The researchers correlated the oxygen record from their sediment cores with concentrations of elements such as aluminum, potassium, silicon and iron that come from broken-down minerals in soil. The elements reveal drought conditions because during dry periods, the lake became smaller, exposing more soil and enabling it to wash in, and increasing the concentrations of the soil elements.
The resulting data sets show periods of dryness, particularly droughts in the 30-40 year range, that correlate to fluctuations in sea surface temperatures, a pattern called the Atlantic Multidecadal Oscillation (AMO). The oscillation has never been confirmed over long time periods, but computer simulations and several data sets, including tree-ring variations from sites around the West Atlantic, have hinted at the scenario.
"More and more, it's starting to look like the AMO is a big player affecting climate change around the Northern Hemisphere, including drought variability over Western Africa and western North America," noted Overpeck
No existing evidence for the AMO had the breadth of the 3,000-year column of lake sediments that the new study includes. While the new data also may reflect some patterns resulting from other sea surface temperature patterns, such as Atlantic Niños and even the familiar El Niño events in the Pacific, the AMO correlation is the strongest and holds promise as a leading cause of the West African droughts.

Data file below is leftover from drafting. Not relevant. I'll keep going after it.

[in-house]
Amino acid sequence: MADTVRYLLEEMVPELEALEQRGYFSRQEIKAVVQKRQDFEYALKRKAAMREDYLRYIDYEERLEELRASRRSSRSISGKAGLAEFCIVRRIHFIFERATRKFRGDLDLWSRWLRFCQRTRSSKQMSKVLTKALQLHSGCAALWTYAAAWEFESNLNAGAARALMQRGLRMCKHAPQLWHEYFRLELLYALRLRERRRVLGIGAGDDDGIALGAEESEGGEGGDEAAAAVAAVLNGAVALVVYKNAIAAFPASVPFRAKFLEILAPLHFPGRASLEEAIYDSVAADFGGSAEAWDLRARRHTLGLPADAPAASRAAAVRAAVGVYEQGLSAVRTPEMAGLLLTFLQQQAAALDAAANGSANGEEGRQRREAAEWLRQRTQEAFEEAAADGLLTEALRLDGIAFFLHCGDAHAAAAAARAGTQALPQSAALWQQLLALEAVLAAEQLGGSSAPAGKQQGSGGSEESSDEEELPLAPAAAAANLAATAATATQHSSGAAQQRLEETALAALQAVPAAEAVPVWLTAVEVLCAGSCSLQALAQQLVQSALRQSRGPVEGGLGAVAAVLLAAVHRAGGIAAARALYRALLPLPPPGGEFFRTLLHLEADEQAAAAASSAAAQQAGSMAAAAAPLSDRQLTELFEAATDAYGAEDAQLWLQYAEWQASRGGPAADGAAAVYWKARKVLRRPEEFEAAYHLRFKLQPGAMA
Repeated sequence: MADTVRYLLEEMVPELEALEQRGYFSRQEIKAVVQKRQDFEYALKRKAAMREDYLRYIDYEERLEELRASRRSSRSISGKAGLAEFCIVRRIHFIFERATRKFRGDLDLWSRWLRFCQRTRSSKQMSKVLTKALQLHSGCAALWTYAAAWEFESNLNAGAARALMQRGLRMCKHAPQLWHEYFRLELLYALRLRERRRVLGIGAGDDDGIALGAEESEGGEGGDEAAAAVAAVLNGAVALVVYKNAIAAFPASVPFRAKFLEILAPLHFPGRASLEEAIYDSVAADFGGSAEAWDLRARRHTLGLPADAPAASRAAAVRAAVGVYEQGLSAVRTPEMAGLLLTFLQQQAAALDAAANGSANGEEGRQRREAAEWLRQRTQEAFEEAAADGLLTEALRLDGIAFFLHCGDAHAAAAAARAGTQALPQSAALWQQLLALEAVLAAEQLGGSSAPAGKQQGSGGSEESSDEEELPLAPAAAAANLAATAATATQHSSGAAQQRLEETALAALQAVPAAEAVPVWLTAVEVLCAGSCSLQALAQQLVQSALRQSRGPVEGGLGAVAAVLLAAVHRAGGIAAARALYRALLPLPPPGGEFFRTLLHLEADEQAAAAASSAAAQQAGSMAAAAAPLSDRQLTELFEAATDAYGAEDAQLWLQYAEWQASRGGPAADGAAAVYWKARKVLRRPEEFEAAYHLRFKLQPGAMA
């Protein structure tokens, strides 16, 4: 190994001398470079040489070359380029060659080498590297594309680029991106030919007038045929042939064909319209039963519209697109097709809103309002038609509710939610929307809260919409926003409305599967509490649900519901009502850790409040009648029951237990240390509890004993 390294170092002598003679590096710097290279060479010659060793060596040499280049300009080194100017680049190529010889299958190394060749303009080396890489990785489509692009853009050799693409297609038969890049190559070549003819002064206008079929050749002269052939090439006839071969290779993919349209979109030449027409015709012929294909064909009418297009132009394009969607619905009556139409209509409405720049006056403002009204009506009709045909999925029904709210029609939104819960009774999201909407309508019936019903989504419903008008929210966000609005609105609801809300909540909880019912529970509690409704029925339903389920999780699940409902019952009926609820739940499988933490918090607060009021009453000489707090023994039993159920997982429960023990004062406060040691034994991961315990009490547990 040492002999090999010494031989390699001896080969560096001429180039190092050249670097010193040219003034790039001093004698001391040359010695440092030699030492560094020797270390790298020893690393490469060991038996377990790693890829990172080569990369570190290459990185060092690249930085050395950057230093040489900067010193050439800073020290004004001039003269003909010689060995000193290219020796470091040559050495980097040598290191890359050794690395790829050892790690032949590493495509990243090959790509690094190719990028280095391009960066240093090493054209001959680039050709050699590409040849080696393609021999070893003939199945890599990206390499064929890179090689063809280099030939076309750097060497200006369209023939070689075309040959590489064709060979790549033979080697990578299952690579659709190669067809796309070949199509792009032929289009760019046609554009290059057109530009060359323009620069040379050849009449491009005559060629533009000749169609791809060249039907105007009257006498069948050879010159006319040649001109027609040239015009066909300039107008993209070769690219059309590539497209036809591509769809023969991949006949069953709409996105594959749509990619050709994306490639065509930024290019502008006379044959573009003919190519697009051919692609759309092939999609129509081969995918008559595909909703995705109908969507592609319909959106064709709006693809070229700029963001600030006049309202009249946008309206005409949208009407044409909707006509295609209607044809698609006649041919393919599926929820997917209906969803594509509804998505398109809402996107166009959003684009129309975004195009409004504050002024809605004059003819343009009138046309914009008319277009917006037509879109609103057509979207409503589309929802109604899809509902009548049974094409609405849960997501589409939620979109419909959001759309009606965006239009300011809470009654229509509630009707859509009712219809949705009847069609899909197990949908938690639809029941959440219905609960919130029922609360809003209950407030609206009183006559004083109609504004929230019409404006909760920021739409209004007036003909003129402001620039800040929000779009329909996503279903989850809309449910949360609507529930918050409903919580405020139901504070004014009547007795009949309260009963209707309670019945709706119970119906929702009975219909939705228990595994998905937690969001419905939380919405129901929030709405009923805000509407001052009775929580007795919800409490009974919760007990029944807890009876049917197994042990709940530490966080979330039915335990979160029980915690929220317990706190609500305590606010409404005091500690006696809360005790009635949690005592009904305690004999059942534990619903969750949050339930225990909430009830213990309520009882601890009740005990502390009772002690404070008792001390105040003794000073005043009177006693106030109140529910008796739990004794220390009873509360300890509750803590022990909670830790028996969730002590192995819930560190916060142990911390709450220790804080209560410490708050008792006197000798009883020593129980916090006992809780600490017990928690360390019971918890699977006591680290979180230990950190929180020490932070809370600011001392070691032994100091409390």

The lake's sediment record is also punctuated by less frequent, but much more severe, century-long drought events. Because of the size and duration of those events, their impact would have been much more severe than the multi-decade droughts linked to the AMO.
"What's disconcerting about this record is that it suggests the most recent drought was relatively minor in the context of the West African drought history," said Shanahan. "If we were to switch into one of these century-scale patterns of drought, it would be a lot more severe, and it would be very difficult for people to adjust to the change."
As global temperatures increase, the oceanic and atmospheric circulations that control the AMO may change. The new study suggests such changes could lead to conditions that in the past three millennia caused the most severe droughts, and because of global warming, the droughts could be even hotter when they return.
"To reduce uncertainties, current climate models need more data from both high- and low-latitude field work, and from periods that extend back well beyond the instrumental record," said Paul Filmer, the NSF program director who funded the recent study. "This project is a good example of how work in the tropics on sediment records provides more detailed insight into climate patterns that affect millions of people in a highly vulnerable area of the world."
Shanahan and Overpeck's University of Arizona co-authors are J. Warren Beck, Julia E. Cole and David Dettman. Researchers from Lamont-Doherty Earth Observatory in Palisades, N.Y., the University of Akron, Syracuse University, the University of Rhode Island, Nkrumah University of Science and Technology in Kumasi, Ghana, and the Ghanaian Geological Survey also participated.